Vol. 15, No.1, January 2008

Refereed Papers

V.S. Ramachandran and Paul D. McGeoch   abstract
Phantom Penises In Transsexuals: Evidence of an Innate Gender-Specific Body Image in the Brain
Uwe Meixner   abstract
New Perspectives for a Dualistic Conception of Mental Causation
Elizabeth Schier   abstract
The Knowledge Argument and the Inadequacy of Scientific Knowledge
Jonathan C.W. Edwards   abstract
Are Our Spaces Made of Words?

Reports and Commentary

Pier Luigi Luisi   full text
Two Pillars of Buddhism: Consciousness & Ethics. From the Proceedings of Mind and Life XII
Andy Ross  full text
Honderich and McGinn

Jonathan C.W. Edwards

Are Our Spaces Made of Words?

Abstract: It is argued that both neuroscience and physics point towards a similar re-assessment of our concepts of space, time and ‘reality’, which, by removing some apparent paradoxes, may lead to a view which can provide a natural place for consciousness and language within biophysics. There are reasons to believe that relationships between entities in experiential space and time and in modern physicists’ space and time are quite different, neither corresponding to our geometric schooling. The elements of the universe may be better described not as ‘particles’ but as dynamic processes giving rise, where they interface with each other, to the transfer, and at least in some cases experience, of ‘pure’ or ‘active’ information, the mental and physical just reflecting different standpoints. Although this analysis draws on general features of quantum dynamics, it is argued that purely quantum level events (and their ‘interpretations’) are unlikely to be relevant to the understanding of consciousness. The processes that might be able to give rise, within brain cells, to an experience like ours are briefly reviewed. It is suggested that the elementary signals that are integrated to generate a spatial experience may have features more in common with words than pixels. It is further suggested that the laws of integration of words in language may provide useful clues to the way biophysical integration of signals in neurons relates to integration of elements in experiential space.


V.S. Ramachandran and Paul D. McGeoch

Phantom Penises In Transsexuals: Evidence of an Innate Gender-Specific Body Image in the Brain

Abstract: How the brain constructs one’s inner sense of gender identity is poorly understood. On the other hand, the phenomenon of phantom sensations — the feeling of still having a body-part after amputation — has been much studied. Around 60% of men experience a phantom penis post-penectomy. As transsexuals report a mismatch between their inner gender identity and that of their body, we wondered what could be learnt from this regarding innate gender-specific body image. We surveyed male-to-female transsexuals regarding the incidence of phantoms post-gender reassignment surgery. Additionally, we asked female-to-male transsexuals if they had ever had the sensation of having a penis when there was not one physically there. In post-operative male-to-female transsexuals the incidence of phantom penises was significantly reduced at 30%. Remarkably, over 60% of female-to-male transsexuals also reported phantom penises. We explain the absence/presence of phantoms here by postulating a mismatch between the brain’s hardwired gender-specific body image and the external somatic gender. Further studies along these lines may provide penetrating insights into the question of how nature and nurture interact to produce our brain-based body image.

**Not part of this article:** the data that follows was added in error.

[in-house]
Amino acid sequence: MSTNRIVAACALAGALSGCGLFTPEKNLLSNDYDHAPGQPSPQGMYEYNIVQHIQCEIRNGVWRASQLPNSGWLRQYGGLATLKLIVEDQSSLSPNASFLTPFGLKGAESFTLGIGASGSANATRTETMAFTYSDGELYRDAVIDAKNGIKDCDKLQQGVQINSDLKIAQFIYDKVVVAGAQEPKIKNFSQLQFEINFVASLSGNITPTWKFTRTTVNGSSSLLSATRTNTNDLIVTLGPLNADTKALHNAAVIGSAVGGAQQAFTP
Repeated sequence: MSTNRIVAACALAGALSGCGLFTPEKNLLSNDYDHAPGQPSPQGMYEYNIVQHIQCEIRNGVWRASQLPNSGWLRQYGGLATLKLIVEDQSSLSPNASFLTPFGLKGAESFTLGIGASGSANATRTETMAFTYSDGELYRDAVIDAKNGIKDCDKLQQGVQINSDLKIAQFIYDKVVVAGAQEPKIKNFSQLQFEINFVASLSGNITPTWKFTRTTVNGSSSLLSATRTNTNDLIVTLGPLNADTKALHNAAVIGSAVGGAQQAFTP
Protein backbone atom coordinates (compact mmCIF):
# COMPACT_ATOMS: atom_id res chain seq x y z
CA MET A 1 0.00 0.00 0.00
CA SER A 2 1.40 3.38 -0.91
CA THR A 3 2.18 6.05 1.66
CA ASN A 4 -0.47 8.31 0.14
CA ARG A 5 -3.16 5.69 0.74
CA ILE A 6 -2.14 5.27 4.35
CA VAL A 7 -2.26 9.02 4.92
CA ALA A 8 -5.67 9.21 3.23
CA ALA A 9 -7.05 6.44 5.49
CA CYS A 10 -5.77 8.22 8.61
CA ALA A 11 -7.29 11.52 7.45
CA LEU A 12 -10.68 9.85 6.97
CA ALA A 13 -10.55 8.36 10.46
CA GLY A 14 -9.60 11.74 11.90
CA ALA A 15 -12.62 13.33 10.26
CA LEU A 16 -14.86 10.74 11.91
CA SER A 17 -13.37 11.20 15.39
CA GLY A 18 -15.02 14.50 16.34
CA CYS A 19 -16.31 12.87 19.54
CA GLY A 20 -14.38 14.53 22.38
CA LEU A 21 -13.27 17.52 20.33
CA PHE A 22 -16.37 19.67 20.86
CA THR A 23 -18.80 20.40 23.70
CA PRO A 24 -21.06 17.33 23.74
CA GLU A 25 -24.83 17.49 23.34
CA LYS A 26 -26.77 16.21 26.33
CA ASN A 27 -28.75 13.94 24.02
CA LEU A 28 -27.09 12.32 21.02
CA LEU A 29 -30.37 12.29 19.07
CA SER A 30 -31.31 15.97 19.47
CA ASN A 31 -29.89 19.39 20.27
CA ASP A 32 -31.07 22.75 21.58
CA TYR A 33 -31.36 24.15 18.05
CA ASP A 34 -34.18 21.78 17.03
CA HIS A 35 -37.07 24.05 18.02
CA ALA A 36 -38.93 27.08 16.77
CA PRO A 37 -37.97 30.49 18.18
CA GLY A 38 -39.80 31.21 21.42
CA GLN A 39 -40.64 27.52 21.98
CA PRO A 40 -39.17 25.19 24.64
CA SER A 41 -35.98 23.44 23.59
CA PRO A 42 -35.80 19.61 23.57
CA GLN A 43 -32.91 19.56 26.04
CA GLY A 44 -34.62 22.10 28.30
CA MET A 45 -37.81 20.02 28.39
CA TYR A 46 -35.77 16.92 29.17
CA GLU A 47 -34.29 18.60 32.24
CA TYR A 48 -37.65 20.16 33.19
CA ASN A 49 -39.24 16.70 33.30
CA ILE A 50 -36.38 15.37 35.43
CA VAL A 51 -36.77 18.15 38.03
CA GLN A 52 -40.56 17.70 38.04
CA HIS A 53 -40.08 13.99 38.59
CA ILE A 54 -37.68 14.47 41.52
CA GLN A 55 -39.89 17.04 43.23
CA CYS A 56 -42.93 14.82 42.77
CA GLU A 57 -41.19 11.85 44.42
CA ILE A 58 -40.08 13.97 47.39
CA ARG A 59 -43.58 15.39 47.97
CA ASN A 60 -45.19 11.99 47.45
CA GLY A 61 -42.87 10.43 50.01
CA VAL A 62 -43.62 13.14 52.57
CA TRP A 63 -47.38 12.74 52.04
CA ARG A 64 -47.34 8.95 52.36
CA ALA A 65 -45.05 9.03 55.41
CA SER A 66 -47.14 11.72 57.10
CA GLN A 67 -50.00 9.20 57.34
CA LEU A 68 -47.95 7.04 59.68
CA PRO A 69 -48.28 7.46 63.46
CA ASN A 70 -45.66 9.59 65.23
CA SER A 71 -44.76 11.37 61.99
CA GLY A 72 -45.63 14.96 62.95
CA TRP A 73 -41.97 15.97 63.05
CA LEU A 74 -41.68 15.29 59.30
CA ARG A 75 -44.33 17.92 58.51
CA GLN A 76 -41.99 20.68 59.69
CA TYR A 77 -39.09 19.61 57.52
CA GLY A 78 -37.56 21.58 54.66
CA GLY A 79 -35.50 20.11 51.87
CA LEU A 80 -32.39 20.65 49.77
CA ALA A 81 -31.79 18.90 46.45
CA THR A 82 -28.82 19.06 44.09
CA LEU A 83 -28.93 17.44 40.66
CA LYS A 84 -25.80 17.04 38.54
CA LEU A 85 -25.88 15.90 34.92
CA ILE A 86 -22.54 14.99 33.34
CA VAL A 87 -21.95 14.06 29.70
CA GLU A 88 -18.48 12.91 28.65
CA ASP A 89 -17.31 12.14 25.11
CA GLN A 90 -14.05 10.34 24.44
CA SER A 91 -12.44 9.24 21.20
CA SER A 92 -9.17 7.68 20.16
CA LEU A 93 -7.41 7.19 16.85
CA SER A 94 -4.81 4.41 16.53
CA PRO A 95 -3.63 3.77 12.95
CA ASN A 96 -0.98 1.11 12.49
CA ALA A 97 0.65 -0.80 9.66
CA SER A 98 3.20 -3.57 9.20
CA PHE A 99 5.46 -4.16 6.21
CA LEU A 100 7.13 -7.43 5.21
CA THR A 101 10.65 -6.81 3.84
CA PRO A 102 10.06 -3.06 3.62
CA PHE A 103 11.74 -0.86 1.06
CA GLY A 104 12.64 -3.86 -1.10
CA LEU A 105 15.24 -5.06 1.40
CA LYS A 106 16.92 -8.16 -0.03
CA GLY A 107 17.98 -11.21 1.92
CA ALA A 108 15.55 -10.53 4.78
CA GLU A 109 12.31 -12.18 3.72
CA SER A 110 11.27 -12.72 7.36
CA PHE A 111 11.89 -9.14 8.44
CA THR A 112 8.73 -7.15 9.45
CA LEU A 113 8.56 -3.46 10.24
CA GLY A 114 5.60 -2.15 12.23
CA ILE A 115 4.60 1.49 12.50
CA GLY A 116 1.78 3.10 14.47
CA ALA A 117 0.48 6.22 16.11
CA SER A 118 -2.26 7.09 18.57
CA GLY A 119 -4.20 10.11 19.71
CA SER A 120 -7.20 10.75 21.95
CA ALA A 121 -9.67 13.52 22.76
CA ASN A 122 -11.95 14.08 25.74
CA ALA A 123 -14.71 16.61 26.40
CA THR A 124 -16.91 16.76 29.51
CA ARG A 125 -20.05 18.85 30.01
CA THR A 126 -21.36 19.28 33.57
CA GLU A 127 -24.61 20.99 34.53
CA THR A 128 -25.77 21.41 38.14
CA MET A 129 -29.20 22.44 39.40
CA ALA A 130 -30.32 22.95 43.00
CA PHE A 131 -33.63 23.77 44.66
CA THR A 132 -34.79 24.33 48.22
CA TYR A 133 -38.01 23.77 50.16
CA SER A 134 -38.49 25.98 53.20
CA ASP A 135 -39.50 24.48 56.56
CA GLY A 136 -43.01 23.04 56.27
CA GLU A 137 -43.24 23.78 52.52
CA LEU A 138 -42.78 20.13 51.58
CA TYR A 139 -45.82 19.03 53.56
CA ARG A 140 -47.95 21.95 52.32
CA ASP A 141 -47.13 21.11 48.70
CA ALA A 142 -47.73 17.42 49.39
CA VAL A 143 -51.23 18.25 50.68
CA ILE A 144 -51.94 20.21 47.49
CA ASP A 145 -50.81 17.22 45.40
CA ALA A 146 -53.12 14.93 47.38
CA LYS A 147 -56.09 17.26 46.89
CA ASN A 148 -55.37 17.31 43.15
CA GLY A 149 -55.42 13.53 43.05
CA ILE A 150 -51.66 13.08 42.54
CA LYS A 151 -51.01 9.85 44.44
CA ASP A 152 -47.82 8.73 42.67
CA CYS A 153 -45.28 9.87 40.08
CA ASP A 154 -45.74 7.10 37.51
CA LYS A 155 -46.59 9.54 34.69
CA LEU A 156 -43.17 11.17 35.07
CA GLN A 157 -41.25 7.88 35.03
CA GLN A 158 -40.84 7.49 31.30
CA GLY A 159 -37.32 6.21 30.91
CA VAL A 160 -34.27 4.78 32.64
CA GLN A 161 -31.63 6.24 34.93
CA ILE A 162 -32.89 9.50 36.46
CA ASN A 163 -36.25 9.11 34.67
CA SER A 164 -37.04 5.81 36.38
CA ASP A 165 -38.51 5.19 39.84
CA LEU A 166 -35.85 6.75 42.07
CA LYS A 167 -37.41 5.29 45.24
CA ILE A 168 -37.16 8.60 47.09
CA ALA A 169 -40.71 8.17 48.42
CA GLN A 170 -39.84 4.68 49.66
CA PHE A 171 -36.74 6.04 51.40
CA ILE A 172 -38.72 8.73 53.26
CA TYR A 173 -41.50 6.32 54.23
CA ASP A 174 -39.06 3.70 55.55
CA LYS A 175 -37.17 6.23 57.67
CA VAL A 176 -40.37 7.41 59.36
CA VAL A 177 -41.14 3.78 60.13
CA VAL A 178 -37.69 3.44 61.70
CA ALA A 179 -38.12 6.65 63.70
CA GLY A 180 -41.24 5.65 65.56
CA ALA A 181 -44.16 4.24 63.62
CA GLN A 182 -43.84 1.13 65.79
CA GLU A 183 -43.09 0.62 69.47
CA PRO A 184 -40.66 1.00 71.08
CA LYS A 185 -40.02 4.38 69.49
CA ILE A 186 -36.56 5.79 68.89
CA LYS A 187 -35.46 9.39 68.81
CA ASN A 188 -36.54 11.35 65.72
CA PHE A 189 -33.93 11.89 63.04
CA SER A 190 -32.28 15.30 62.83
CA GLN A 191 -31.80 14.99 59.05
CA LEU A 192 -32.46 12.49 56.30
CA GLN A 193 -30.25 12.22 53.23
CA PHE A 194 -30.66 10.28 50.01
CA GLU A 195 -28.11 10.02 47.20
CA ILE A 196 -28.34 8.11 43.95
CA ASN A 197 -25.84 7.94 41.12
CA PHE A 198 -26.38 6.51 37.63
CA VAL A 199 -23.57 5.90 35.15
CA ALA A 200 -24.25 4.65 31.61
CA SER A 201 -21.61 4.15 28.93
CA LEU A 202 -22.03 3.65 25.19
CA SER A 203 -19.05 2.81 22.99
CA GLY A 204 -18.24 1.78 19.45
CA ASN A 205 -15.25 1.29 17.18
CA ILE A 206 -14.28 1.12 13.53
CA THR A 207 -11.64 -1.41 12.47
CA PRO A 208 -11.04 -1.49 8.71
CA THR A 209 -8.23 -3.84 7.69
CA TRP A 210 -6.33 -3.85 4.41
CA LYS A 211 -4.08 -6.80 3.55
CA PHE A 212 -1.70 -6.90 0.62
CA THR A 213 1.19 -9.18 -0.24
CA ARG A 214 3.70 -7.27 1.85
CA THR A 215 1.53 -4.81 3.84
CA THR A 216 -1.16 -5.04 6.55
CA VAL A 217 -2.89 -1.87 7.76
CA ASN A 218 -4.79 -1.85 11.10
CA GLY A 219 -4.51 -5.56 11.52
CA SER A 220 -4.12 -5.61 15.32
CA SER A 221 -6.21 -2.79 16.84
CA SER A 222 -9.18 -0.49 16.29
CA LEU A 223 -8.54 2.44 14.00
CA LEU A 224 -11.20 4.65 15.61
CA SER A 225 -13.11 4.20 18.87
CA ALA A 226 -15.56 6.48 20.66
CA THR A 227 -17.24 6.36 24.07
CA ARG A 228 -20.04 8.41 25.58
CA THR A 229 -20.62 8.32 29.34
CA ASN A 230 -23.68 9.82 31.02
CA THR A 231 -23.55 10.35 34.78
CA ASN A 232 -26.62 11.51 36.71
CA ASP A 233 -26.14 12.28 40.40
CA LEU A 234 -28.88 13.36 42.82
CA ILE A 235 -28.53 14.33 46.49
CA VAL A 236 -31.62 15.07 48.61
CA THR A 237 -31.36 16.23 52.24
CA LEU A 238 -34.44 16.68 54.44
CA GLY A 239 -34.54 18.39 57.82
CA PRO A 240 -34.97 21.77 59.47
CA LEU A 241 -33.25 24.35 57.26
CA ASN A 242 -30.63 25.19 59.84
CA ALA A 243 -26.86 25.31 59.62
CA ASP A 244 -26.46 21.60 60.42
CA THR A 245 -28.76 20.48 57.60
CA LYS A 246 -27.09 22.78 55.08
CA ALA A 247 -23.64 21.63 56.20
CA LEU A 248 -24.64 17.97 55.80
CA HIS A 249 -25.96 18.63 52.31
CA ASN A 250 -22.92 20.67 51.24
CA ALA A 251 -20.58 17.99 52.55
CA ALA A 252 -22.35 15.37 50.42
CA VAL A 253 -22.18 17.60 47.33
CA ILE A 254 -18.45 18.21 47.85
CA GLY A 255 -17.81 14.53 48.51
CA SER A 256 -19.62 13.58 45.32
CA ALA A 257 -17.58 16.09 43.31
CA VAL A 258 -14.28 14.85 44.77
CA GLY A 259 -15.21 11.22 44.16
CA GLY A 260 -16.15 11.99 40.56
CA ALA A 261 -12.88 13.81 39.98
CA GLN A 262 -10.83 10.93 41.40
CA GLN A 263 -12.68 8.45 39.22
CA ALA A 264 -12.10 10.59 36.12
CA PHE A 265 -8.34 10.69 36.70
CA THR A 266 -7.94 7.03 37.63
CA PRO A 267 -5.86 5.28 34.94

Correspondence: Paul D. McGeoch, Center for Brain and Cognition, UCSD, La Jolla, CA 92093, USA. Email:

Uwe Meixner

New Perspectives for a Dualistic Conception of Mental Causation

The paper provides new perspectives for a dualistic conception of mental causation by putting causation that originates in a nonphysical self into an evolutionary perspective. Nonphysical causation of this type – free agency – together with nonphysical consciousness, is regarded as being not only compatible with physics, but also as having a natural place in nature. It is described how free agency can work, on the basis of the brain, and how it can be compatible with the result of the Libet-experiment. The necessary condition for the existence of free agency is that the physical macro-world is indeterministic to a degree that is relevant for living beings, that is, for their survival and well-being. From an evolutionary point of view, and on the basis of the facts of consciousness, it is more likely than not that this condition is in fact fulfilled.

Correspondence: Uwe Meixner, Institute of Philosophy, University of Regensburg, D-93040 Regensburg, Germany. Email:

Elizabeth Schier

The Knowledge Argument and the Inadequacy of Scientific Knowledge

Abstract: Recently a number of authors have responded to the knowledge argument by suggesting that Mary could learn about new physical facts upon release (Flanagan, 1992; Mandik, 2001; Stoljar, 2001; Van Gulick, 1985). A key step in achieving this is a demonstration that there are facts that can be known via colour experience that cannot be learnt scientifically. In this paper I develop an account of scientific and visual knowledge on which there is a difference between the knowledge provided by science and that provided by vision.

Correspondence: Elizabeth Schier, Department of Philosophy, Macquarie University, NSW, 2109, AUSTRALIA. Email:

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